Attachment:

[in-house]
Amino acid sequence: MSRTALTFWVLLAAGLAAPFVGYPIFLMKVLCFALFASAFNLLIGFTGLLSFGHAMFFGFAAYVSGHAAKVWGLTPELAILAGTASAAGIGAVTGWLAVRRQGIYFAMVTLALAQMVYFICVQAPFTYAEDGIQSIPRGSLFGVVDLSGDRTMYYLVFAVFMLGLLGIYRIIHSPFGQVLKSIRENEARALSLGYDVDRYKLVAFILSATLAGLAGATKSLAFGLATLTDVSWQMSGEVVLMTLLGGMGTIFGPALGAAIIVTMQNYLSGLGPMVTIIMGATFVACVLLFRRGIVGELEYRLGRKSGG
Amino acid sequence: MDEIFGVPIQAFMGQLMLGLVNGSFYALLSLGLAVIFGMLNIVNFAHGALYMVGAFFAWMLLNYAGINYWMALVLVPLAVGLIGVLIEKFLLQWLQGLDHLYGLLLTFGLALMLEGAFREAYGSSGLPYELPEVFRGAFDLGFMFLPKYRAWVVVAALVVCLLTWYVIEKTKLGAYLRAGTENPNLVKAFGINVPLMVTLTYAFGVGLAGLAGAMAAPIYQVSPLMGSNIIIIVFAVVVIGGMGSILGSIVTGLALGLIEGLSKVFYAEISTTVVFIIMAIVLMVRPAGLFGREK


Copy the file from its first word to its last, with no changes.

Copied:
[in-house]
Amino acid sequence: MSRTALTFWVLLAAGLAAPFVGYPIFLMKVLCFALFASAFNLLIGFTGLLSFGHAMFFGFAAYVSGHAAKVWGLTPELAILAGTASAAGIGAVTGWLAVRRQGIYFAMVTLALAQMVYFICVQAPFTYAEDGIQSIPRGSLFGVVDLSGDRTMYYLVFAVFMLGLLGIYRIIHSPFGQVLKSIRENEARALSLGYDVDRYKLVAFILSATLAGLAGATKSLAFGLATLTDVSWQMSGEVVLMTLLGGMGTIFGPALGAAIIVTMQNYLSGLGPMVTIIMGATFVACVLLFRRGIVGELEYRLGRKSGG
Amino acid sequence: MDEIFGVPIQAFMGQLMLGLVNGSFYALLSLGLAVIFGMLNIVNFAHGALYMVGAFFAWMLLNYAGINYWMALVLVPLAVGLIGVLIEKFLLQWLQGLDHLYGLLLTFGLALMLEGAFREAYGSSGLPYELPEVFRGAFDLGFMFLPKYRAWVVVAALVVCLLTWYVIEKTKLGAYLRAGTENPNLVKAFGINVPLMVTLTYAFGVGLAGLAGAMAAPIYQVSPLMGSNIIIIVFAVVVIGGMGSILGSIVTGLALGLIEGLSKVFYAEISTTVVFIIMAIVLMVRPAGLFGREK